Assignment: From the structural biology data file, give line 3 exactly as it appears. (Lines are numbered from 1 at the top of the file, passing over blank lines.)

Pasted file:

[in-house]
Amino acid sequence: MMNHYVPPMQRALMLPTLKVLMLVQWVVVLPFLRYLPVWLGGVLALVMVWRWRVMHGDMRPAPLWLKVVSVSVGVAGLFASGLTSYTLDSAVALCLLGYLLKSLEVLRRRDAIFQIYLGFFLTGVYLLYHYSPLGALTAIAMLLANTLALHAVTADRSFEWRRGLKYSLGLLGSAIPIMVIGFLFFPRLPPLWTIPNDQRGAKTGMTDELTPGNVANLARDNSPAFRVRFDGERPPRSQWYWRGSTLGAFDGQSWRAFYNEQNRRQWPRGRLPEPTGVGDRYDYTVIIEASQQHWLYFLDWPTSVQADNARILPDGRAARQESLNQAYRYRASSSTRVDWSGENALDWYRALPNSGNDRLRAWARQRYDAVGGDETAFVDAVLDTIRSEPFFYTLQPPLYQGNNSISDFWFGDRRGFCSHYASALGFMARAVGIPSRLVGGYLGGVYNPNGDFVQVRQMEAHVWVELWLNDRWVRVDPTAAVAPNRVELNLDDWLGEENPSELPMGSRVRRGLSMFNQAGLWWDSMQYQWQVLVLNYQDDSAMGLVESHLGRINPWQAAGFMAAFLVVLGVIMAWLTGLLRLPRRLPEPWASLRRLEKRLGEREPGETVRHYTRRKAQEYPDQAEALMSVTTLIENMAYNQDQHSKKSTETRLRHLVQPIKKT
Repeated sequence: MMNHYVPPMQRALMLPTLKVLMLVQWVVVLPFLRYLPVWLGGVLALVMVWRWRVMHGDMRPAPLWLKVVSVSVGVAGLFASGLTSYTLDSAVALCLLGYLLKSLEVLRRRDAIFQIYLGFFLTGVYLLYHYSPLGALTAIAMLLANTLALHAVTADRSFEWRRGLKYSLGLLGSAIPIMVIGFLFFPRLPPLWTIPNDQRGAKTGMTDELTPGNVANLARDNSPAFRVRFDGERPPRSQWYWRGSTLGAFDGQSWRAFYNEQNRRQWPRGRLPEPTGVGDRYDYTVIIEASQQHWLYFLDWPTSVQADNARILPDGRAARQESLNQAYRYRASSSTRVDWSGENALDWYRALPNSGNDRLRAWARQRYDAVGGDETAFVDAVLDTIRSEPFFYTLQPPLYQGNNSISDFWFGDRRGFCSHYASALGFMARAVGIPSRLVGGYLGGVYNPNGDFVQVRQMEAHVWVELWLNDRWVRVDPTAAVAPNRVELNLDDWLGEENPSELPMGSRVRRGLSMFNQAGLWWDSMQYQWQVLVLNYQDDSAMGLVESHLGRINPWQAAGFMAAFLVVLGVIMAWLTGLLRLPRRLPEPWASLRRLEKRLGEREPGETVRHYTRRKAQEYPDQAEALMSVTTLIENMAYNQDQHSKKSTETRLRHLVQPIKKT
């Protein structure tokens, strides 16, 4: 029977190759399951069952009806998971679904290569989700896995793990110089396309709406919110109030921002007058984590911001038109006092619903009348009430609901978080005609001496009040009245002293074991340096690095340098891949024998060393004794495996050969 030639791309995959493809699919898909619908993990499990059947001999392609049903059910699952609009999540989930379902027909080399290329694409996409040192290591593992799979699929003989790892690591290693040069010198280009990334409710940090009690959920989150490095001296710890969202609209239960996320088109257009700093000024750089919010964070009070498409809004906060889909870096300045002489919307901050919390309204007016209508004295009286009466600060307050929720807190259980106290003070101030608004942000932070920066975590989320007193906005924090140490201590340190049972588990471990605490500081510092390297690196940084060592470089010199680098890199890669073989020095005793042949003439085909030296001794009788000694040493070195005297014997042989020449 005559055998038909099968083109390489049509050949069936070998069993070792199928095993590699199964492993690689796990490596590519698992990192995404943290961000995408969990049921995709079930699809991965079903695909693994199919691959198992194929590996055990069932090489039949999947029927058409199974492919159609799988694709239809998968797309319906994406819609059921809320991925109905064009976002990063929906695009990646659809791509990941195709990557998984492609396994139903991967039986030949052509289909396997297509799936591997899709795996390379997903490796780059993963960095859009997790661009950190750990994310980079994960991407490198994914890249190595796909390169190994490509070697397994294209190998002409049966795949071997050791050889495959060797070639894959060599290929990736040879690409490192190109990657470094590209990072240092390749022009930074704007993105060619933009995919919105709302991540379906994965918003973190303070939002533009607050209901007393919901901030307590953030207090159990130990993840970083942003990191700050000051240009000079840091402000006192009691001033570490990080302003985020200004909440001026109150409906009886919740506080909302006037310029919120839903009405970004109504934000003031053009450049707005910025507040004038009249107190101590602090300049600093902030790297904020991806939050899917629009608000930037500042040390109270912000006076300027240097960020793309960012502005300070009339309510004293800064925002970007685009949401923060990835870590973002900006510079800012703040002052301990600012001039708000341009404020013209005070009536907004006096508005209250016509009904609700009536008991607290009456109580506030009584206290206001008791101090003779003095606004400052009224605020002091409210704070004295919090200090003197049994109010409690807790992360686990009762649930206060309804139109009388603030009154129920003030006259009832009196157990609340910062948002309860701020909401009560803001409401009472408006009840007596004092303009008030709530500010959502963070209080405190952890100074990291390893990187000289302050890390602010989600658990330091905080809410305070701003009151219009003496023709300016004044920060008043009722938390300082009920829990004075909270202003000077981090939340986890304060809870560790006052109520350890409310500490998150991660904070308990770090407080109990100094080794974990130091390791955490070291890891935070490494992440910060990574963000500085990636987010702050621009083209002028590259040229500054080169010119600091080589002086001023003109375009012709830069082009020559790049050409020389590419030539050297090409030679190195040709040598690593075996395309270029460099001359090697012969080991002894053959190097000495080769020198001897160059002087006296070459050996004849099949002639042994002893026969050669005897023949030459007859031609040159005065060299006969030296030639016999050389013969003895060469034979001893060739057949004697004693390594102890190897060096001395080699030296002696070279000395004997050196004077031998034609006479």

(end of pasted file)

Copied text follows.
Repeated sequence: MMNHYVPPMQRALMLPTLKVLMLVQWVVVLPFLRYLPVWLGGVLALVMVWRWRVMHGDMRPAPLWLKVVSVSVGVAGLFASGLTSYTLDSAVALCLLGYLLKSLEVLRRRDAIFQIYLGFFLTGVYLLYHYSPLGALTAIAMLLANTLALHAVTADRSFEWRRGLKYSLGLLGSAIPIMVIGFLFFPRLPPLWTIPNDQRGAKTGMTDELTPGNVANLARDNSPAFRVRFDGERPPRSQWYWRGSTLGAFDGQSWRAFYNEQNRRQWPRGRLPEPTGVGDRYDYTVIIEASQQHWLYFLDWPTSVQADNARILPDGRAARQESLNQAYRYRASSSTRVDWSGENALDWYRALPNSGNDRLRAWARQRYDAVGGDETAFVDAVLDTIRSEPFFYTLQPPLYQGNNSISDFWFGDRRGFCSHYASALGFMARAVGIPSRLVGGYLGGVYNPNGDFVQVRQMEAHVWVELWLNDRWVRVDPTAAVAPNRVELNLDDWLGEENPSELPMGSRVRRGLSMFNQAGLWWDSMQYQWQVLVLNYQDDSAMGLVESHLGRINPWQAAGFMAAFLVVLGVIMAWLTGLLRLPRRLPEPWASLRRLEKRLGEREPGETVRHYTRRKAQEYPDQAEALMSVTTLIENMAYNQDQHSKKSTETRLRHLVQPIKKT